THE STATE OF SOUTH CAROLINA
In The Court of Appeals
The State, Appellant,
Linda Thompson Taylor, Respondent.
Appeal From Colleton County
Jackson V. Gregory, Circuit Court Judge
Attorney General Charles M. Condon, Chief Deputy Attorney General John W. McIntosh, Assistant Deputy Attorney General Robert E. Bogan, Senior Assistant Attorney General Norman Mark Rapoport, all of Columbia; and Randolph Murdaugh, III, of Hampton, for appellant.
L. Scott Harvin, of Hetrick Law Firm, of Walterboro, for respondent.
ANDERSON, J.: Linda Thompson Taylor was charged with two counts of unlawful issuance of a fictitious motor vehicle driver's license. A jury returned a guilty verdict for both counts. The trial judge sentenced her to six months imprisonment and a $2,500 fine on one count, provided that upon service of three months or the payment of $1,000, the balance of her sentence was suspended and she was placed on probation for two years. The trial judge also ordered Taylor to perform 100 hours of public service. Taylor received a concurrent six month sentence for the other count, which was suspended during probation. Following the verdict, Taylor filed post-trial motions and the trial judge issued an order of verdict in arrest of judgment and entry of judgment of acquittal. The State appeals, arguing the trial judge committed error of law in setting aside the guilty verdicts. We reverse and reinstate the convictions.
Thompson was an employee of the South Carolina Department of Motor Vehicles ("DMV") and worked in the DMV's office in Walterboro. Thompson's arrest arose out of an investigation conducted by the South Carolina Law Enforcement Division concerning illegal aliens obtaining fraudulent driver's licenses. Pursuant to this investigation, Special Agent Terry Hoffman observed Lila Macias and Armando Ramirez, accompanied by Maria Cortez, enter the DMV office in Walterboro on April 24, 1998, around 3:00 p.m. Macias, Ramirez, and Cortez left the DMV office at approximately 5:00 p.m. and drove away in a car driven by Cortez. The Highway Patrol initiated a traffic stop of the car and seized brand new driver's licenses from Macias and Ramirez.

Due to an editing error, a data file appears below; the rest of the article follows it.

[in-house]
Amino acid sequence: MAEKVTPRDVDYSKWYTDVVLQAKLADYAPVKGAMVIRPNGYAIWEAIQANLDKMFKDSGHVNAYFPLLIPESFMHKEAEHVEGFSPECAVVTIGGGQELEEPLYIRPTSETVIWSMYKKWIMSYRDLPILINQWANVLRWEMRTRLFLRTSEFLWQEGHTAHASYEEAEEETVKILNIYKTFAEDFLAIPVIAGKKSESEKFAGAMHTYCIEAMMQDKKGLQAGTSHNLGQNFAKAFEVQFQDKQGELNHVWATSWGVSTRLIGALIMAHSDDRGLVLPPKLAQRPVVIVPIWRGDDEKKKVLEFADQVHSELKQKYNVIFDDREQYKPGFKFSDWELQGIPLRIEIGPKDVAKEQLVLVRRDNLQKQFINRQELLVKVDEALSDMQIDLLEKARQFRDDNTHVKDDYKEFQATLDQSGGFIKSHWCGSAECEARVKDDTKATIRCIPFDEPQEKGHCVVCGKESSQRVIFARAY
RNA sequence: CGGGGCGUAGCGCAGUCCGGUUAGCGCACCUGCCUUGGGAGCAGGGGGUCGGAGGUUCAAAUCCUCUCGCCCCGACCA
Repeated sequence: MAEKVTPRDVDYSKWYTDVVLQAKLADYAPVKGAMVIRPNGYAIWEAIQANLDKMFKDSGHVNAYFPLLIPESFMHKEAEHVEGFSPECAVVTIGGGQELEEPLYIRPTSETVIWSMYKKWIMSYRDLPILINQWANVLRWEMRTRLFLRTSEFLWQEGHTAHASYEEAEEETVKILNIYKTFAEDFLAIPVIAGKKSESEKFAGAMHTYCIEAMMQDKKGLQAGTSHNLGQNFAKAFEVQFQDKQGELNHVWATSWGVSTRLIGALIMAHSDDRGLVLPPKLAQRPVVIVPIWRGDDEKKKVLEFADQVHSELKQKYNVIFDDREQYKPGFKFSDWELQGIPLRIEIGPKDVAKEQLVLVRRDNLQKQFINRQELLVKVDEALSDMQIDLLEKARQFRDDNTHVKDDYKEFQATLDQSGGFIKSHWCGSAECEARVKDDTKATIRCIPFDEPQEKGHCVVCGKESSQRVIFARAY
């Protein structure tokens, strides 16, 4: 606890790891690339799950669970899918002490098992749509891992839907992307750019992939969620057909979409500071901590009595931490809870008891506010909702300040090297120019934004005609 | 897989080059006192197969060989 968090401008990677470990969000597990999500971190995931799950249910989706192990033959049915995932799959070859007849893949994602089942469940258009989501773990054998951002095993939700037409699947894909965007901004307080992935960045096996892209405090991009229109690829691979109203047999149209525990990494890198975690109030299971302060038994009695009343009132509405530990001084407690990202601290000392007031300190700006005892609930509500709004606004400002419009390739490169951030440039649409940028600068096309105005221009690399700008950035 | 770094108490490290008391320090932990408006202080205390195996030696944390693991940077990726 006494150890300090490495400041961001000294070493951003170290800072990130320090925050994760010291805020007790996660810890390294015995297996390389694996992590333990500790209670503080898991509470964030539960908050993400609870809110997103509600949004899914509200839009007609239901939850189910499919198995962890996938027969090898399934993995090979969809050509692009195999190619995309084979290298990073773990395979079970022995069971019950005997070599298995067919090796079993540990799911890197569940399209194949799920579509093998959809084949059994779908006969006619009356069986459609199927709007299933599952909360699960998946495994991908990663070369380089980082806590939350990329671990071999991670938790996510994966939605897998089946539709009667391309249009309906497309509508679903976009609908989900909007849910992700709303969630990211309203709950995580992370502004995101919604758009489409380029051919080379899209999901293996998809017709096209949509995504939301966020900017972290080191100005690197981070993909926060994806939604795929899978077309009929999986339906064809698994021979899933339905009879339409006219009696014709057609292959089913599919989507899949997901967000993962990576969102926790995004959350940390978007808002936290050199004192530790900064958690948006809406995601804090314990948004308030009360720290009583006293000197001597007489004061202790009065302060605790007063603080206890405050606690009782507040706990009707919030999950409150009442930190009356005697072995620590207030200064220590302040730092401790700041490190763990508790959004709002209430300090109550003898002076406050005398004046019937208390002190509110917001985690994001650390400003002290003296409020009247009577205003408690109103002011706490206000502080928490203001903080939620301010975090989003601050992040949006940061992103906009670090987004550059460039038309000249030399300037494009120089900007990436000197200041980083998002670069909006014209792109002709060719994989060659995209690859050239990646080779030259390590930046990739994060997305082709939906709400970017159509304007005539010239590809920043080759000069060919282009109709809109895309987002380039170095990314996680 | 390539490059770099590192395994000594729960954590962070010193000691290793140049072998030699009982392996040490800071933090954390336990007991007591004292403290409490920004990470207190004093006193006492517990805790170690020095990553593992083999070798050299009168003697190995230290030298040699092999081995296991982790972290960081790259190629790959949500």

Macias testified she was a native of Mexico and worked at a restaurant in Goose Creek. Someone at the restaurant told Macias that they knew "how to get driver's licenses" and that she could obtain a driver's license from the DMV without providing documentation for $1,000. On the afternoon of April 24, 1998, Macias and Ramirez met with Cortez and she drove them to the Walterboro DMV to obtain driver's licenses. Macias testified she took an eye exam, had her photograph taken, and paid the application fee, but did not take either a written or driving test. Macias identified Taylor as the individual who processed her application and issued her a driver's license. Macias testified Taylor never requested her social security card or any immigration papers.